Brian Litt Promoted to Professor of Bioengineering and Neurology

Penn Engineering is pleased to announce the promotion of Brian Litt to Professor in the Departments of Bioengineering and Neurology. In his announcement, David F. Meaney, Solomon R. Pollack Professor and Chair of Bioengineering, said, “We are very proud of Dr. Litt’s wonderful accomplishments and we congratulate him on this achievement.” Dr. Litt’s laboratory focuses […]

New Faculty: Christopher Fang-Yen

Penn Engineering is pleased to announce the appointment of Christopher Fang-Yen, Ph.D. as assistant professor in the Department of Bioengineering. Dr. Fang-Yen obtained his Bachelor of Science in Physics and Mathematics from Stanford University in 1995 and his Ph.D. in Physics from the Massachusetts Institute of Technology in 2002. He comes to Penn Engineering following […]

Bioengineering Students and Alumni Receive NSF Research Awards

Graduate Recipients Brent Showalter, doctoral student in the laboratory of Dawn Elliott, associate professor of Orthopaedic Surgery and Bioengineering, and Rachel Truitt, doctoral student in the laboratory of Kenneth B. Margulies, professor of Medicine, have been awarded prestigious Graduate Research Fellowships by the National Science Foundation. Showalter earned his Bachelor of Science degree in Mechanical […]

Beth Winkelstein and Andrew Tsourkas Receive CSRS Award

Macrophage as a Potential Biomarker for Imaging Radicular Pain, a paper co-authored by Beth Winkelstein and Andrew Tsourkas, has been selected as the First Place Basic Science Research Award Paper by the Cervical Spine Research Society’s (CSRS) Research Committee. The research was performed by students Dan Hubbard (Ph.D. ’08) and Christine Weisshaar in Winkelstein’s Spine […]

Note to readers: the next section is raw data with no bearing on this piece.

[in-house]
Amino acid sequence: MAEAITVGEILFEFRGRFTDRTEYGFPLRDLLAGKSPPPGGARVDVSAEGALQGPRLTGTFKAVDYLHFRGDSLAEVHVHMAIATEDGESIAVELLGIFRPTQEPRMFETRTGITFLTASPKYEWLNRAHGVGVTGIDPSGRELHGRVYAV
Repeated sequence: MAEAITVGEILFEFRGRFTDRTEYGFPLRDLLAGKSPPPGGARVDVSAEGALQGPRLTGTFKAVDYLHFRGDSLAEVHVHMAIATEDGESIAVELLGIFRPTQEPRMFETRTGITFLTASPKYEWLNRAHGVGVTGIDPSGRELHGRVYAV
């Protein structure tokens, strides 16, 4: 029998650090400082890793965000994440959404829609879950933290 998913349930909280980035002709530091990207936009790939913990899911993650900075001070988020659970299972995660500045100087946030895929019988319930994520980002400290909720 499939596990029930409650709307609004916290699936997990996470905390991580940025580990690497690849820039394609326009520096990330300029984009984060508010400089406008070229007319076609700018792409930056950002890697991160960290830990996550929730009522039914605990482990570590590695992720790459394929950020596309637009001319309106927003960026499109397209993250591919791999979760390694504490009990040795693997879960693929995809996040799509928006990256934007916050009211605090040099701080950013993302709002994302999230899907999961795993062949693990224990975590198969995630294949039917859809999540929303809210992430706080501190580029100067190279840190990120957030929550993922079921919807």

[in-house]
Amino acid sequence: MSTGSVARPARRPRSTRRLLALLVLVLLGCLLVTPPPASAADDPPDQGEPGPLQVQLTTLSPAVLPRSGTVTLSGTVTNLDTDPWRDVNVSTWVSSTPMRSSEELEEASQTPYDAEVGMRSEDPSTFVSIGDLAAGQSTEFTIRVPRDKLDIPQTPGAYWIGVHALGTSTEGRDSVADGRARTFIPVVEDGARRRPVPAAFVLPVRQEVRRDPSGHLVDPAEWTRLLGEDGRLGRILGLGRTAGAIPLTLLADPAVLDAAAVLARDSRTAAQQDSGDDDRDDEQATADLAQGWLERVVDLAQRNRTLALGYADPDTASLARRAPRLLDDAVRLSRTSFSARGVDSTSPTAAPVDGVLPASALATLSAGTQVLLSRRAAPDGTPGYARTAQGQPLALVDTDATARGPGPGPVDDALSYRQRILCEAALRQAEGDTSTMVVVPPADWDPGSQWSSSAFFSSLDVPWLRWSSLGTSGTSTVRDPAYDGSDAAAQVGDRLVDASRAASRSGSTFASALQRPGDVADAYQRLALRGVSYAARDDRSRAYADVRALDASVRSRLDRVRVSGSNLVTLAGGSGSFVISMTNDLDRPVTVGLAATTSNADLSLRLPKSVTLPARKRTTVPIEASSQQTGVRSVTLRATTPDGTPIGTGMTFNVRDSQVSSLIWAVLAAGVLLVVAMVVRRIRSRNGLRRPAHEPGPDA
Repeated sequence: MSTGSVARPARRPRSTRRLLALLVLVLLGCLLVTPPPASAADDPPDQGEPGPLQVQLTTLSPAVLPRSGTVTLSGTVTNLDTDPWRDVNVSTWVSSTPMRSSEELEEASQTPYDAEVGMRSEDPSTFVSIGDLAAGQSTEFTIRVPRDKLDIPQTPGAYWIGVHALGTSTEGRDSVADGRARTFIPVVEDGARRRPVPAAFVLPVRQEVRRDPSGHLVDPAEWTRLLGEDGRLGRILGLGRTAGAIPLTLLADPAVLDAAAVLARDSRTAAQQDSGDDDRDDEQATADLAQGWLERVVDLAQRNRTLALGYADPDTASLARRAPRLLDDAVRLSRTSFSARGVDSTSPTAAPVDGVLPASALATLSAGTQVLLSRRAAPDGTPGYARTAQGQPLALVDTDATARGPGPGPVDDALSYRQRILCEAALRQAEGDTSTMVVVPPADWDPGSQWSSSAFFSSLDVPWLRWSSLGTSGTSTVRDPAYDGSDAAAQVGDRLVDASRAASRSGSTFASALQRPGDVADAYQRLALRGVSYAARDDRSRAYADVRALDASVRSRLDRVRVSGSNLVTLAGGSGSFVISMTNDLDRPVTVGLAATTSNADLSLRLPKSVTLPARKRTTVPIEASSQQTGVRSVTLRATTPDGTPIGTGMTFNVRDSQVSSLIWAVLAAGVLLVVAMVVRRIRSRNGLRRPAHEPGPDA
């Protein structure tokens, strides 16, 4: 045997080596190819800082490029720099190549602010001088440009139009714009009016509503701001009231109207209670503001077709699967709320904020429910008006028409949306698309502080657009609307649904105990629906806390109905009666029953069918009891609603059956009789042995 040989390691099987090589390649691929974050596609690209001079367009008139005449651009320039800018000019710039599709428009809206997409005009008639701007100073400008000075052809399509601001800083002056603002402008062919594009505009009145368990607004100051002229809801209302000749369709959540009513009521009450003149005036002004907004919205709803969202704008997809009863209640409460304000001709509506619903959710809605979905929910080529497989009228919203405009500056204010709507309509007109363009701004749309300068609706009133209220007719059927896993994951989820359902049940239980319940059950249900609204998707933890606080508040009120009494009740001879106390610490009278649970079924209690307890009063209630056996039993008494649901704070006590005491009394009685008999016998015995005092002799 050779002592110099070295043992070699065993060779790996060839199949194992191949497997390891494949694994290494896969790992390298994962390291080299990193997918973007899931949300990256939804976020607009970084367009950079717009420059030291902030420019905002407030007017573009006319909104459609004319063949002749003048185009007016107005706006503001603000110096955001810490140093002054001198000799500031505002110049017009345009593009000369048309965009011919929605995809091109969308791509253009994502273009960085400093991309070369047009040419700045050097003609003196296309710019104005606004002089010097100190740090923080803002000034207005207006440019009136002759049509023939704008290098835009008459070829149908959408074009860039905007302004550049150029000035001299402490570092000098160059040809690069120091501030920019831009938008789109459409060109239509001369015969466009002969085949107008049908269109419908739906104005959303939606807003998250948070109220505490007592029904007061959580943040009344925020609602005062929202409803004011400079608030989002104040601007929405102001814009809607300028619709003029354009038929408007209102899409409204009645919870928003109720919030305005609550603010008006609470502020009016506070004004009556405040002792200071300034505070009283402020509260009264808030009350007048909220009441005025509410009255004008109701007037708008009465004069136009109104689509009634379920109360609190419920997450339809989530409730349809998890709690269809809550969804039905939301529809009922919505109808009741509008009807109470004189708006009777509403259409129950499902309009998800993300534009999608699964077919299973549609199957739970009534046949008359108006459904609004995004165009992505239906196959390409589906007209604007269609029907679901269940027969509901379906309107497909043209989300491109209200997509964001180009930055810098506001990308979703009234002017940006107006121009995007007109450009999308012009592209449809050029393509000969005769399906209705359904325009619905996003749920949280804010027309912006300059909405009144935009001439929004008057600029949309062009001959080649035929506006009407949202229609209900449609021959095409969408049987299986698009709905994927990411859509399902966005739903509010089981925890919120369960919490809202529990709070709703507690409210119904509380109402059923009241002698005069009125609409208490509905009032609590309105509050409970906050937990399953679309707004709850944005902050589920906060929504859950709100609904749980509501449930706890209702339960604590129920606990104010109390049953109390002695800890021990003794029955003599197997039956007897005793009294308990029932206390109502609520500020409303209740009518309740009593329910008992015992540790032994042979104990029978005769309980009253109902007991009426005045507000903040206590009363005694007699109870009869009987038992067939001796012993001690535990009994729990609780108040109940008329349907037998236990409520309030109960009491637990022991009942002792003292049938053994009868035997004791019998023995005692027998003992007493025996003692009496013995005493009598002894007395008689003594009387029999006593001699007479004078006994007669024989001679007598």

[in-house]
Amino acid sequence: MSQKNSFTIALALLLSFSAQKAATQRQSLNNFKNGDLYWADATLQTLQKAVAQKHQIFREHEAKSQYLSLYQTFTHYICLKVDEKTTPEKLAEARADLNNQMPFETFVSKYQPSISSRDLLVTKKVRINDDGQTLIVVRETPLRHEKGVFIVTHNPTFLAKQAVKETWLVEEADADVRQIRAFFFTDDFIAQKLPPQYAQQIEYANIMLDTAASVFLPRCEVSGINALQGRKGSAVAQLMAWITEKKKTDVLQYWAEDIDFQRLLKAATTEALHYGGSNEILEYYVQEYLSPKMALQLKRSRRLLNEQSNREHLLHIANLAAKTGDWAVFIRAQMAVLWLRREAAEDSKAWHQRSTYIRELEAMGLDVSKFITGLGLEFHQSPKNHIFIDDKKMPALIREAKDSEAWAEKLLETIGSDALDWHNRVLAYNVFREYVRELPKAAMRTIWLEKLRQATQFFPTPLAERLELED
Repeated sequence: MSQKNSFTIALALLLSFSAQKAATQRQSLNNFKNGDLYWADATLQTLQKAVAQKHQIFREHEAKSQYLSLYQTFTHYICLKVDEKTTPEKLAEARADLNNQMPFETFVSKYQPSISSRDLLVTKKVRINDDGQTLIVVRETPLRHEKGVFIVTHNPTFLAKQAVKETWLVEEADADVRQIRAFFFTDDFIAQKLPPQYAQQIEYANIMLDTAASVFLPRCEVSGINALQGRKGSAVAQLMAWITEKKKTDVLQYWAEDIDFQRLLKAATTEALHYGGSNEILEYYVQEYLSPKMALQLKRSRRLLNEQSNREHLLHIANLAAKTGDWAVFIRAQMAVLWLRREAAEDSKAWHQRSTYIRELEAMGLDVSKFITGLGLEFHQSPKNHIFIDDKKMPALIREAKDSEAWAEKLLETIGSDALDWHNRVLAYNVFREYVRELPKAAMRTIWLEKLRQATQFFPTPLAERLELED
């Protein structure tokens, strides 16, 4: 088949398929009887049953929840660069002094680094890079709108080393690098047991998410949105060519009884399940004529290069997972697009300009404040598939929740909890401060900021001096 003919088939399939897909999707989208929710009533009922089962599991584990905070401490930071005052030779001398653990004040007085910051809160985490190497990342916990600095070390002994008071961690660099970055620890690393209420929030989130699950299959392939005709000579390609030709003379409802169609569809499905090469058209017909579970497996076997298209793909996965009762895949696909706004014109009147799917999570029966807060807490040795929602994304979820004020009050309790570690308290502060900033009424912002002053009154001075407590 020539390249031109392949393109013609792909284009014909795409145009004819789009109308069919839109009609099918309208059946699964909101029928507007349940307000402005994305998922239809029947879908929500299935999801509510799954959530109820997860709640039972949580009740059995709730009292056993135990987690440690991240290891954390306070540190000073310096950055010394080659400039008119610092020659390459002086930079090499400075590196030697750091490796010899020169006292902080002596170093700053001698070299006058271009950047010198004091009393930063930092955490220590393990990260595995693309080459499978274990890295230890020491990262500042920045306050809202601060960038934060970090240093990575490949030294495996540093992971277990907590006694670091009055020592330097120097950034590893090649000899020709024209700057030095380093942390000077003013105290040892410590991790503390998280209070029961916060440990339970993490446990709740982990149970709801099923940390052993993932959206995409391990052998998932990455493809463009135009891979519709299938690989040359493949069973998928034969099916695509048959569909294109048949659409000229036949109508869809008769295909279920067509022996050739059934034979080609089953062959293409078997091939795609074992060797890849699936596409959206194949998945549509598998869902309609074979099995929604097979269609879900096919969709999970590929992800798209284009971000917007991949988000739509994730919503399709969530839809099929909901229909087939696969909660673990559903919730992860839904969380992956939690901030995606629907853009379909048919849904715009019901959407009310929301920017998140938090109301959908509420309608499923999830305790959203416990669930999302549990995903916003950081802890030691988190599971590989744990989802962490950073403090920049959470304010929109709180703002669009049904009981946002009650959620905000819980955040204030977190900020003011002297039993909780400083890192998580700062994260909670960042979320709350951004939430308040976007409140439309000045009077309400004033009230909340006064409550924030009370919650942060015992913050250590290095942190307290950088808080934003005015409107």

Cracking the code inside a worm’s brain

Christopher Fang-Yen, assistant professor in the Department of Bioengineering, studies worms.  Specifically, Caenorhabditis elegans (or C. elegans in short). These transparent, one-millimeter-long creatures have just 302 neurons, and their study allows Fang-Yen to combine his training as a physicist, optical engineer and neurobiologist.  Interested in bringing his expertise in imaging devices to biology, Fang-Yen states, […]

Two Approaches to Tissue Engineering Converge

Recently, Jason Burdick and Robert Mauck talked about their collaborations on cartilage and meniscus regeneration and engineered biomaterials. Q. What projects do the two of you work on together? Jason: Rob and I are primarily working on two projects in collaboration, both related to musculoskeletal tissue engineering.  The first project is to develop strategies for […]

Can We Help to Heal Injures Without Causing Scarring?

By transplanting injured fetal sheep tendon tissue into an adult environment, Lou Soslowsky and his colleagues in the McKay Orthopaedic Research Laboratory, have astonishingly shown that tendons can heal in a scar-less, regenerative manner rather than through a scar-filled, reparative mechanism, a finding that would greatly benefit our tendons when injured.  Scar tissue formed during […]

Building Better Building Blocks

Designer Proteins, Molecular Networks, and Cells One of the ongoing challenges in cancer detection and therapy is to target imaging agents and deliver toxic drugs only to tumor cells and not to normal cells.  To achieve this critical selectivity, Casim Sarkar, assistant professor of bioengineering, is targeting protein antigens that are uniquely or abundantly expressed […]

Understanding Cancer

Drug Efficacy and Development of the Oncosimulator “It’s like looking for a needle in a haystack,” says Ravi Radhakrishnan.  “We don’t even know what we are looking for.”  What he wants to know sounds simple: why a drug therapy for non-small cell lung cancer and glioblastoma (cancer of the brain) works in only about 5 […]

Translational Research

From Bench to Bedside and Back Again in Pediatric Brain Injury Susan Margulies and her colleagues used to study a brain or lung injury in vivo in the lab and only record what happened.  If an animal stopped breathing, they observed.  If its blood pressure fell, they waited.  But clinicians who are integral members of […]

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